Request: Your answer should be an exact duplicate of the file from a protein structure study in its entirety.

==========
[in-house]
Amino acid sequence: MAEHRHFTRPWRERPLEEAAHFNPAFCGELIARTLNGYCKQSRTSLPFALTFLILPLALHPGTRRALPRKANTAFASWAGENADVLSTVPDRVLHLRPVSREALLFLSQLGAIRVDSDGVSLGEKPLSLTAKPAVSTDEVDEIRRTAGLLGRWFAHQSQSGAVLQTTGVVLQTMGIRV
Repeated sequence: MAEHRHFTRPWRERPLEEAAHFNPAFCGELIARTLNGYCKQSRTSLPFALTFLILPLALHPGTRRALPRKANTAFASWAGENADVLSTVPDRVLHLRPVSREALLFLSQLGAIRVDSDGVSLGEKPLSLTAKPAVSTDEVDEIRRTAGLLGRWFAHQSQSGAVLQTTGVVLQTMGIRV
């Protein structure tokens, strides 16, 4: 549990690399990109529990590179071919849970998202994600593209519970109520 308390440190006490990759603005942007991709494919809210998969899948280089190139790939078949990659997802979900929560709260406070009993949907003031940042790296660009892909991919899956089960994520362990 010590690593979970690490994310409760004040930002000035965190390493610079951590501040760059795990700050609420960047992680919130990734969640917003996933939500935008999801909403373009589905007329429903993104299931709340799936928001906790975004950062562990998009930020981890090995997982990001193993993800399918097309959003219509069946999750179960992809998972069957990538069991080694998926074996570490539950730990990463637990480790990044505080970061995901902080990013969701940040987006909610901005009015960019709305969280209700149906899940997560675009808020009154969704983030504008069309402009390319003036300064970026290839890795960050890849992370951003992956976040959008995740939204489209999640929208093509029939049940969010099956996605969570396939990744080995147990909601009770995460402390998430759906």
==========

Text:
[in-house]
Amino acid sequence: MAEHRHFTRPWRERPLEEAAHFNPAFCGELIARTLNGYCKQSRTSLPFALTFLILPLALHPGTRRALPRKANTAFASWAGENADVLSTVPDRVLHLRPVSREALLFLSQLGAIRVDSDGVSLGEKPLSLTAKPAVSTDEVDEIRRTAGLLGRWFAHQSQSGAVLQTTGVVLQTMGIRV
Repeated sequence: MAEHRHFTRPWRERPLEEAAHFNPAFCGELIARTLNGYCKQSRTSLPFALTFLILPLALHPGTRRALPRKANTAFASWAGENADVLSTVPDRVLHLRPVSREALLFLSQLGAIRVDSDGVSLGEKPLSLTAKPAVSTDEVDEIRRTAGLLGRWFAHQSQSGAVLQTTGVVLQTMGIRV
């Protein structure tokens, strides 16, 4: 549990690399990109529990590179071919849970998202994600593209519970109520 308390440190006490990759603005942007991709494919809210998969899948280089190139790939078949990659997802979900929560709260406070009993949907003031940042790296660009892909991919899956089960994520362990 010590690593979970690490994310409760004040930002000035965190390493610079951590501040760059795990700050609420960047992680919130990734969640917003996933939500935008999801909403373009589905007329429903993104299931709340799936928001906790975004950062562990998009930020981890090995997982990001193993993800399918097309959003219509069946999750179960992809998972069957990538069991080694998926074996570490539950730990990463637990480790990044505080970061995901902080990013969701940040987006909610901005009015960019709305969280209700149906899940997560675009808020009154969704983030504008069309402009390319003036300064970026290839890795960050890849992370951003992956976040959008995740939204489209999640929208093509029939049940969010099956996605969570396939990744080995147990909601009770995460402390998430759906």